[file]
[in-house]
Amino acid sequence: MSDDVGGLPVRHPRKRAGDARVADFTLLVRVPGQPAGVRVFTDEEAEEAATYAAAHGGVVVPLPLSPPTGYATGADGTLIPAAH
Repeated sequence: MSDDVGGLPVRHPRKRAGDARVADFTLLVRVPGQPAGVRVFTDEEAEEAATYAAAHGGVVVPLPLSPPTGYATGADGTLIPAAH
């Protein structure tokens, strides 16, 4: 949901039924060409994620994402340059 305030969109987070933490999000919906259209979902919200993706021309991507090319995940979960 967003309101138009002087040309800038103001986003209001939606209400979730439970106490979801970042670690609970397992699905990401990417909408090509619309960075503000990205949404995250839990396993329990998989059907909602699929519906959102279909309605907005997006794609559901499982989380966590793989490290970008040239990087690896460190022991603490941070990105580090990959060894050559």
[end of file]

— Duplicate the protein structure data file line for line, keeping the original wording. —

[in-house]
Amino acid sequence: MSDDVGGLPVRHPRKRAGDARVADFTLLVRVPGQPAGVRVFTDEEAEEAATYAAAHGGVVVPLPLSPPTGYATGADGTLIPAAH
Repeated sequence: MSDDVGGLPVRHPRKRAGDARVADFTLLVRVPGQPAGVRVFTDEEAEEAATYAAAHGGVVVPLPLSPPTGYATGADGTLIPAAH
């Protein structure tokens, strides 16, 4: 949901039924060409994620994402340059 305030969109987070933490999000919906259209979902919200993706021309991507090319995940979960 967003309101138009002087040309800038103001986003209001939606209400979730439970106490979801970042670690609970397992699905990401990417909408090509619309960075503000990205949404995250839990396993329990998989059907909602699929519906959102279909309605907005997006794609559901499982989380966590793989490290970008040239990087690896460190022991603490941070990105580090990959060894050559």